As you prepare for the implementation of GDPR, there are a number of practical measures to consider when it comes to processing employee data.
Most accountancy firms collect and process personal data relating to their employees on an ongoing basis as part of their everyday personnel administration. Personal data processed by your firm could be anything from salary details for administering payroll to sick notes presented by employees regarding absence. As a result, most accountancy firms will be affected by the EU General Data Protection Regulation (GDPR), which will regulate the processing of personal data when it becomes directly applicable from 25 May 2018. With four months to go before GDPR applies to your firm, this article focuses on what GDPR is and some practical measures you should consider in terms of processing employee data.
What is GDPR?
Over the past two years, we have noticed many organisations struggle to assess where they should start in terms of preparing for GDPR. It is helpful to remember that we have had data protection legislation in Ireland since 1988 and therefore, firms who have taken data protection compliance seriously are already in good shape for meeting GDPR’s increased compliance standards.
GDPR builds upon, and enhances, many of the existing data protection requirements and principles under current Irish data protection legislation. Rather than fear it, GDPR should be viewed as an opportunity to re-visit your firm’s level of data protection compliance.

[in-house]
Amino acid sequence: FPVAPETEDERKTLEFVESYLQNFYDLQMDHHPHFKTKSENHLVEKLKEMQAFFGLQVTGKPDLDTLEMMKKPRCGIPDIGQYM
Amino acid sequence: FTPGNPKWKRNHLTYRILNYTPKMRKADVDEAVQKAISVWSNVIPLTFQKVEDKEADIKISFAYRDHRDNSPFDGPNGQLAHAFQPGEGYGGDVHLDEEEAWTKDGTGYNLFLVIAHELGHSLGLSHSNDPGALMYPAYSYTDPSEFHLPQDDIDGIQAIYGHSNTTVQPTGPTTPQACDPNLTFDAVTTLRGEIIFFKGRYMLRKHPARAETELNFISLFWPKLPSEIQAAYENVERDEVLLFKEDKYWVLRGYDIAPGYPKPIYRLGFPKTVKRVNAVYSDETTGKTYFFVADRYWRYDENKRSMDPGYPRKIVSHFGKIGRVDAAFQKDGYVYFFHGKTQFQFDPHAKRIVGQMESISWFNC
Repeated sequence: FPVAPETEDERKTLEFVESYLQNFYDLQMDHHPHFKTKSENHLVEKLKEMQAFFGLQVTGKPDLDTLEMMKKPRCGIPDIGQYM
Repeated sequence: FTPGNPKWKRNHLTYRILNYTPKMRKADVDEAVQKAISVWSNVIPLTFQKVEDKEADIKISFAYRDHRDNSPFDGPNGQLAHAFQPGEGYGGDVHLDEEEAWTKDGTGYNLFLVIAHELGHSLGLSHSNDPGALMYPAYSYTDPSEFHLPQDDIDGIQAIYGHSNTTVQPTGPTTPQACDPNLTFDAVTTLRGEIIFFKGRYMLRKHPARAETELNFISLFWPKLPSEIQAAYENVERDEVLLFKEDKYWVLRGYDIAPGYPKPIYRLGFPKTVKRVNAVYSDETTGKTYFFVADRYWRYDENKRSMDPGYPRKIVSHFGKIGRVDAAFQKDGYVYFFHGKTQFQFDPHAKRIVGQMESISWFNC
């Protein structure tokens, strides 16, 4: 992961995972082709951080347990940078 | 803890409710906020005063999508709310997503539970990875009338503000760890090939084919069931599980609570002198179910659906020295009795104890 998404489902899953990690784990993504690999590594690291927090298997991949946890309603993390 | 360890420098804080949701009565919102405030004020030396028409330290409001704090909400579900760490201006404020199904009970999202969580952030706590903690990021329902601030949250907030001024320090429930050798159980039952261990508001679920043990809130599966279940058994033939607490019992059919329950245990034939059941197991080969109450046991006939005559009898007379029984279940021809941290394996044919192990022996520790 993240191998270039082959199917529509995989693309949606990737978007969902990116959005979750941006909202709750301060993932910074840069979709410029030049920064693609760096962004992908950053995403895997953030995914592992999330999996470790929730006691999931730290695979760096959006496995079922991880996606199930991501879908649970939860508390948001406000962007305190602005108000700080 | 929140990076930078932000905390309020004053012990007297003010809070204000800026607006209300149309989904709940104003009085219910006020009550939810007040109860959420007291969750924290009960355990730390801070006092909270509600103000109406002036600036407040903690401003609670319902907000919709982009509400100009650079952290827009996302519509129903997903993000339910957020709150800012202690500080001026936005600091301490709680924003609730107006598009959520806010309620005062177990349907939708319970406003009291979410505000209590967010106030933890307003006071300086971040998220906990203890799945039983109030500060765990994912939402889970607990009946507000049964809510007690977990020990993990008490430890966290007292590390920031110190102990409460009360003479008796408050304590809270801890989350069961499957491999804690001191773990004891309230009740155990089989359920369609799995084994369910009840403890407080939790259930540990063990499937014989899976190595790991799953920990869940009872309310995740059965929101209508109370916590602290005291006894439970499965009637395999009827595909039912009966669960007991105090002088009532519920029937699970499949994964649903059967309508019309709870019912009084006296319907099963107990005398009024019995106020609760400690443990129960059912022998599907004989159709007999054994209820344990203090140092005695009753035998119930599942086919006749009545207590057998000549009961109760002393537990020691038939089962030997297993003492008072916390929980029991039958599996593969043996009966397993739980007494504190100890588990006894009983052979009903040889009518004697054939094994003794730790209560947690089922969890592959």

From 25 May 2018, GDPR will replace the 1995 Data Protection Directive, which is the EU legislation on which the main Irish data protection legislation, the Data Protection Acts 1988 and 2003 (as amended) (DPA), is based. There will also be Irish implementing national legislation to give further effect to, and provide for exemptions from, GDPR. In Ireland, the Department of Justice and Equality published the General Scheme of the Data Protection Bill 2017 in May 2017 (General Scheme). The General Scheme essentially sets out the heads that are proposed to be included in the Irish implementing legislation when it is enacted. As a general comment, the General Scheme is very much in draft form and is lacking in detail. Therefore, publication of the draft Bill is anxiously awaited. At the time of writing, it is not yet known when a draft Bill will be published but it may be released before publication of this article.
“Consent” in employment contracts
As with the current DPA, in order to process an employee’s personal data your firm needs a legal basis to do so. Many of the legal bases that employers currently rely upon to process employee personal data will continue to exist under GDPR. The most relevant legal bases to employers, both under the DPA and GDPR, are as follows:
- The employee has given their consent to the processing;
- Processing is necessary for the performance of a contract to which the employee is a party to;